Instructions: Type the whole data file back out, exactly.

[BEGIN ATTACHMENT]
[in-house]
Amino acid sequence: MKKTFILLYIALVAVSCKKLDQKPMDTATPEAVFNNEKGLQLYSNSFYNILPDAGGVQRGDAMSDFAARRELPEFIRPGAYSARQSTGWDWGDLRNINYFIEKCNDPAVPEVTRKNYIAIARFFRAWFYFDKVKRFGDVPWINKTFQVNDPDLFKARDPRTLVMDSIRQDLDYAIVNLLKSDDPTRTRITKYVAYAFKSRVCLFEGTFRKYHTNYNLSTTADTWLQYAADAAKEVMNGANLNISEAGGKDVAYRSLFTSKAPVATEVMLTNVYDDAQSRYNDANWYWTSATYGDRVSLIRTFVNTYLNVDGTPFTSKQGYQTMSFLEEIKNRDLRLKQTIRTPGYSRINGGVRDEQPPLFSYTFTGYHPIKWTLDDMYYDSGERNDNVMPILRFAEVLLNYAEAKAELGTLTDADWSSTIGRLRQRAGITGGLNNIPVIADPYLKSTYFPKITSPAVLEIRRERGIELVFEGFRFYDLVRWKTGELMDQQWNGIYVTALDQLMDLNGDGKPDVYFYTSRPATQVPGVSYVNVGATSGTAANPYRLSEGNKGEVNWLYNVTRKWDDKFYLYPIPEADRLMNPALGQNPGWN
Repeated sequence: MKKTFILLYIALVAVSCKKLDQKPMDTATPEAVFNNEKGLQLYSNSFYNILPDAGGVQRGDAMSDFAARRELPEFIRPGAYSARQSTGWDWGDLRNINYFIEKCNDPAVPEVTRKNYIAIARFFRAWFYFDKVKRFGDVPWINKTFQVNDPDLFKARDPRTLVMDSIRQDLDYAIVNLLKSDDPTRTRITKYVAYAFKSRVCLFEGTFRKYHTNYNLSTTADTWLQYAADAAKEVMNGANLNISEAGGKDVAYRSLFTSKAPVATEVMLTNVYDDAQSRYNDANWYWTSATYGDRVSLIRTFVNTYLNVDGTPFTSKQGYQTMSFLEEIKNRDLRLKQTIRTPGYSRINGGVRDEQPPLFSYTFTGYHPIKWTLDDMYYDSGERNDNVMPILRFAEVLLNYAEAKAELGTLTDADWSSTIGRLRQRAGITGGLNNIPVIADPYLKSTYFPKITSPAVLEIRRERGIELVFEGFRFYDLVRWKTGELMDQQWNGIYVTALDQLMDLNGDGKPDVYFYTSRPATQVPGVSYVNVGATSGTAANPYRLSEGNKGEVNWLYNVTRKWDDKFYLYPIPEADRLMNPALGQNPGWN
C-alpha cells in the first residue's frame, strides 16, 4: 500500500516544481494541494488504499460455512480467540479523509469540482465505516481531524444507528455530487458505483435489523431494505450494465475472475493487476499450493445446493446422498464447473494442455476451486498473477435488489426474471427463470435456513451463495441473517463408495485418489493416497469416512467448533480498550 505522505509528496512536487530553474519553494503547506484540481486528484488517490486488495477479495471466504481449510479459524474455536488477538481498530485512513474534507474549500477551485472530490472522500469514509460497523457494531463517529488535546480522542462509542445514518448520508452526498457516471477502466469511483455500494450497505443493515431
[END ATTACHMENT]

[in-house]
Amino acid sequence: MKKTFILLYIALVAVSCKKLDQKPMDTATPEAVFNNEKGLQLYSNSFYNILPDAGGVQRGDAMSDFAARRELPEFIRPGAYSARQSTGWDWGDLRNINYFIEKCNDPAVPEVTRKNYIAIARFFRAWFYFDKVKRFGDVPWINKTFQVNDPDLFKARDPRTLVMDSIRQDLDYAIVNLLKSDDPTRTRITKYVAYAFKSRVCLFEGTFRKYHTNYNLSTTADTWLQYAADAAKEVMNGANLNISEAGGKDVAYRSLFTSKAPVATEVMLTNVYDDAQSRYNDANWYWTSATYGDRVSLIRTFVNTYLNVDGTPFTSKQGYQTMSFLEEIKNRDLRLKQTIRTPGYSRINGGVRDEQPPLFSYTFTGYHPIKWTLDDMYYDSGERNDNVMPILRFAEVLLNYAEAKAELGTLTDADWSSTIGRLRQRAGITGGLNNIPVIADPYLKSTYFPKITSPAVLEIRRERGIELVFEGFRFYDLVRWKTGELMDQQWNGIYVTALDQLMDLNGDGKPDVYFYTSRPATQVPGVSYVNVGATSGTAANPYRLSEGNKGEVNWLYNVTRKWDDKFYLYPIPEADRLMNPALGQNPGWN
Repeated sequence: MKKTFILLYIALVAVSCKKLDQKPMDTATPEAVFNNEKGLQLYSNSFYNILPDAGGVQRGDAMSDFAARRELPEFIRPGAYSARQSTGWDWGDLRNINYFIEKCNDPAVPEVTRKNYIAIARFFRAWFYFDKVKRFGDVPWINKTFQVNDPDLFKARDPRTLVMDSIRQDLDYAIVNLLKSDDPTRTRITKYVAYAFKSRVCLFEGTFRKYHTNYNLSTTADTWLQYAADAAKEVMNGANLNISEAGGKDVAYRSLFTSKAPVATEVMLTNVYDDAQSRYNDANWYWTSATYGDRVSLIRTFVNTYLNVDGTPFTSKQGYQTMSFLEEIKNRDLRLKQTIRTPGYSRINGGVRDEQPPLFSYTFTGYHPIKWTLDDMYYDSGERNDNVMPILRFAEVLLNYAEAKAELGTLTDADWSSTIGRLRQRAGITGGLNNIPVIADPYLKSTYFPKITSPAVLEIRRERGIELVFEGFRFYDLVRWKTGELMDQQWNGIYVTALDQLMDLNGDGKPDVYFYTSRPATQVPGVSYVNVGATSGTAANPYRLSEGNKGEVNWLYNVTRKWDDKFYLYPIPEADRLMNPALGQNPGWN
C-alpha cells in the first residue's frame, strides 16, 4: 500500500516544481494541494488504499460455512480467540479523509469540482465505516481531524444507528455530487458505483435489523431494505450494465475472475493487476499450493445446493446422498464447473494442455476451486498473477435488489426474471427463470435456513451463495441473517463408495485418489493416497469416512467448533480498550 505522505509528496512536487530553474519553494503547506484540481486528484488517490486488495477479495471466504481449510479459524474455536488477538481498530485512513474534507474549500477551485472530490472522500469514509460497523457494531463517529488535546480522542462509542445514518448520508452526498457516471477502466469511483455500494450497505443493515431